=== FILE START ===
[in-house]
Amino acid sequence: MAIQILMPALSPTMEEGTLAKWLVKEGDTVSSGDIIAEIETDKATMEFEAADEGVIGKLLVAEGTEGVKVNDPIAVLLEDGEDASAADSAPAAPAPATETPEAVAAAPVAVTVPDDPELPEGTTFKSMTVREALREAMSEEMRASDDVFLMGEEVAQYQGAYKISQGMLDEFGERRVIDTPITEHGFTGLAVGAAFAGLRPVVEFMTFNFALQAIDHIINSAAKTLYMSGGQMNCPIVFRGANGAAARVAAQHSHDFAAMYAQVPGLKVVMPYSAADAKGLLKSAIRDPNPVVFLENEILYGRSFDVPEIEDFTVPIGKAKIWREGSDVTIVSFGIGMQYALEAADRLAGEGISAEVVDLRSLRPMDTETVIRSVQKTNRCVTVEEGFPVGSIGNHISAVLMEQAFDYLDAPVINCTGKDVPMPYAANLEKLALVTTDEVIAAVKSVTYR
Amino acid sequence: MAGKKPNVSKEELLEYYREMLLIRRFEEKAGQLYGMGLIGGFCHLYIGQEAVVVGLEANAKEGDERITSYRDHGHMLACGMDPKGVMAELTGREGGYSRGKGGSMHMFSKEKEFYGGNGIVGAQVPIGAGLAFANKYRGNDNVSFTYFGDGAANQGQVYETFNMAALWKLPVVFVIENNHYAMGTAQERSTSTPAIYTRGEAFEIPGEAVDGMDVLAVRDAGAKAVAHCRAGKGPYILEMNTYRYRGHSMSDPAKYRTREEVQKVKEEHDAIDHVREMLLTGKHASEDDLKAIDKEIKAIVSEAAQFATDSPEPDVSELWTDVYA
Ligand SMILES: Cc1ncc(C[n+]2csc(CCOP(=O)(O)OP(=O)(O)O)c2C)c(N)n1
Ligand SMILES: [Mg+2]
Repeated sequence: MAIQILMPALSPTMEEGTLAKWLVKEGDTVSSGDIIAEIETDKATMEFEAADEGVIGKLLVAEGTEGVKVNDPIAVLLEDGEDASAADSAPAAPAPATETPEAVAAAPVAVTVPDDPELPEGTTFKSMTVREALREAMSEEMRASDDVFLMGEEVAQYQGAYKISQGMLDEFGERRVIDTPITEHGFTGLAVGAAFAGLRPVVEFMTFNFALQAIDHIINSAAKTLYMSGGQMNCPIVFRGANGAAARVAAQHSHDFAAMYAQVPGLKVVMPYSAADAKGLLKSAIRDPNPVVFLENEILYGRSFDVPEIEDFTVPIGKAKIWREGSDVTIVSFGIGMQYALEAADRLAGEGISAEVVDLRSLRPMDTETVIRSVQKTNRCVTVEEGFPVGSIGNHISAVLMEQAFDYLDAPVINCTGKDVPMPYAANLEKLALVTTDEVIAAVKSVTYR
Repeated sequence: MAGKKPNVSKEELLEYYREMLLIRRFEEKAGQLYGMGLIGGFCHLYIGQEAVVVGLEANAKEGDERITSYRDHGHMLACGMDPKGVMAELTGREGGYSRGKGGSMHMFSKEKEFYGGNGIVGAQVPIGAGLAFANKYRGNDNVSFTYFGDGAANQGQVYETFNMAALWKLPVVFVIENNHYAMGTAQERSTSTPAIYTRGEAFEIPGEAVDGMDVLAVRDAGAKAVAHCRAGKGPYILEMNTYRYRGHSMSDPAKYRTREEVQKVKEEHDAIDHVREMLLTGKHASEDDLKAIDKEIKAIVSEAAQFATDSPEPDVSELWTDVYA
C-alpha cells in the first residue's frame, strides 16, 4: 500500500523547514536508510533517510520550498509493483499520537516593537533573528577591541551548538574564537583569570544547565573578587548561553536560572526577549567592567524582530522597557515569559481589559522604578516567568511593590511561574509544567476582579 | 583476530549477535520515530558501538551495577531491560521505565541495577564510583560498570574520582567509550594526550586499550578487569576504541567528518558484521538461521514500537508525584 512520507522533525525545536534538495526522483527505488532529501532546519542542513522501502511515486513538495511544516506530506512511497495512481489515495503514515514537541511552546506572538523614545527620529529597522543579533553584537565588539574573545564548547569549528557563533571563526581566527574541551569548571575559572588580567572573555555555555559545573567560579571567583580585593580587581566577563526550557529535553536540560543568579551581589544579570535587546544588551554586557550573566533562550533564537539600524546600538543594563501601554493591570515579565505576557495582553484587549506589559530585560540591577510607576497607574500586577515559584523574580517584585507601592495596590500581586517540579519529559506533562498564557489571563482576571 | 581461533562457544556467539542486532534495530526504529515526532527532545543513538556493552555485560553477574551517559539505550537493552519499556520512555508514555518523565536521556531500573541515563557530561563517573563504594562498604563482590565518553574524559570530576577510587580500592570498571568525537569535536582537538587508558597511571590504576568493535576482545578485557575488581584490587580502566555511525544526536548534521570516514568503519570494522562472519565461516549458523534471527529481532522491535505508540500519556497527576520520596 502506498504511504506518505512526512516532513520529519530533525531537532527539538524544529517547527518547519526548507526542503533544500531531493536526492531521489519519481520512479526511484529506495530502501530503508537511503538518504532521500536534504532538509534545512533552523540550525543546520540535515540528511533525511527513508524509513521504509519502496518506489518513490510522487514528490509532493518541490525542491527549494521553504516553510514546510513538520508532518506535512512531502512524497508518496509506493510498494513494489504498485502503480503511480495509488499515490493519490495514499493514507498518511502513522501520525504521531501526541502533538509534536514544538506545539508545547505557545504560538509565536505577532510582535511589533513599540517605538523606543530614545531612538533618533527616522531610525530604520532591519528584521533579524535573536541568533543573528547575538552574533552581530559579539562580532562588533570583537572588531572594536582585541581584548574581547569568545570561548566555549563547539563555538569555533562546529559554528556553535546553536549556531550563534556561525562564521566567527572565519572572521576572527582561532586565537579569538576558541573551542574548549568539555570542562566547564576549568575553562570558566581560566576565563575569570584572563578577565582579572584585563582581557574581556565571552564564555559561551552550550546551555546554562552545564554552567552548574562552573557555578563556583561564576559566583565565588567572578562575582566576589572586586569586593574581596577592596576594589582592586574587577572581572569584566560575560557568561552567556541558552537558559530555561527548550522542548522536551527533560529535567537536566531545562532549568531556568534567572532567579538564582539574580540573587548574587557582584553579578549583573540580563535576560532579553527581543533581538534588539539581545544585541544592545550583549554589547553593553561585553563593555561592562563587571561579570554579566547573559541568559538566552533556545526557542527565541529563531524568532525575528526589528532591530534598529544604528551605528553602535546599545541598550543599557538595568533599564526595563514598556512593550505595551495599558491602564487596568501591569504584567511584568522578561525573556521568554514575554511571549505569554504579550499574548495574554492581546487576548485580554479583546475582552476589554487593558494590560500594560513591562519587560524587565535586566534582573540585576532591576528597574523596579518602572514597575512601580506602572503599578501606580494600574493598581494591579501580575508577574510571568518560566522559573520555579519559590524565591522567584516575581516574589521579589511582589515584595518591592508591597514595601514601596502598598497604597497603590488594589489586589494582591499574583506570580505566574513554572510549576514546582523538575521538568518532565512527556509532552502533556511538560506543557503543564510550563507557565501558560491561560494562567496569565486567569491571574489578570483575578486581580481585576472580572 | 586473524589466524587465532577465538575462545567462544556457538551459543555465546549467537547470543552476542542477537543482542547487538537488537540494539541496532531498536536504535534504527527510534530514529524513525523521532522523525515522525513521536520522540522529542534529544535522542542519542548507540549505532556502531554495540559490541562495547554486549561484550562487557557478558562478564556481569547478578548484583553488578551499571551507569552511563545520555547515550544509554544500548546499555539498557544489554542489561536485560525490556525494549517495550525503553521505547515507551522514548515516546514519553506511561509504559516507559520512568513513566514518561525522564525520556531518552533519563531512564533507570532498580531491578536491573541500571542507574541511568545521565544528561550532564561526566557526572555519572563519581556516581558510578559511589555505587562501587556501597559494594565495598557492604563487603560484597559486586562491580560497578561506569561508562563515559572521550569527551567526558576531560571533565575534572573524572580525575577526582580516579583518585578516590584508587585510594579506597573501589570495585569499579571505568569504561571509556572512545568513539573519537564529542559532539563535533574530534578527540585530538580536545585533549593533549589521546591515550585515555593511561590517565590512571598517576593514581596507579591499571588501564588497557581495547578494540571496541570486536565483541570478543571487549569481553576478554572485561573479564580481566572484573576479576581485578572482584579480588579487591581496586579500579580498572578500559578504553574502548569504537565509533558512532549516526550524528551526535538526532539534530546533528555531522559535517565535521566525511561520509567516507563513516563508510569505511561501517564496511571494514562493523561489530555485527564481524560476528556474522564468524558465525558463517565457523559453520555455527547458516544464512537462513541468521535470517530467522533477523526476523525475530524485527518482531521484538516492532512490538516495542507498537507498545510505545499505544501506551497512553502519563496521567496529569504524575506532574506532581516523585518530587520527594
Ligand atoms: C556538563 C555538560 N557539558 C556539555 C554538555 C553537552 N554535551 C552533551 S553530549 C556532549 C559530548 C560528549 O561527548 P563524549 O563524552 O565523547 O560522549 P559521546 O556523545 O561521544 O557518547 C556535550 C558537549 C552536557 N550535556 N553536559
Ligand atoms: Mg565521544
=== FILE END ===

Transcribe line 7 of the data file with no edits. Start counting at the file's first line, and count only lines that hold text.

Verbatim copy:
Repeated sequence: MAGKKPNVSKEELLEYYREMLLIRRFEEKAGQLYGMGLIGGFCHLYIGQEAVVVGLEANAKEGDERITSYRDHGHMLACGMDPKGVMAELTGREGGYSRGKGGSMHMFSKEKEFYGGNGIVGAQVPIGAGLAFANKYRGNDNVSFTYFGDGAANQGQVYETFNMAALWKLPVVFVIENNHYAMGTAQERSTSTPAIYTRGEAFEIPGEAVDGMDVLAVRDAGAKAVAHCRAGKGPYILEMNTYRYRGHSMSDPAKYRTREEVQKVKEEHDAIDHVREMLLTGKHASEDDLKAIDKEIKAIVSEAAQFATDSPEPDVSELWTDVYA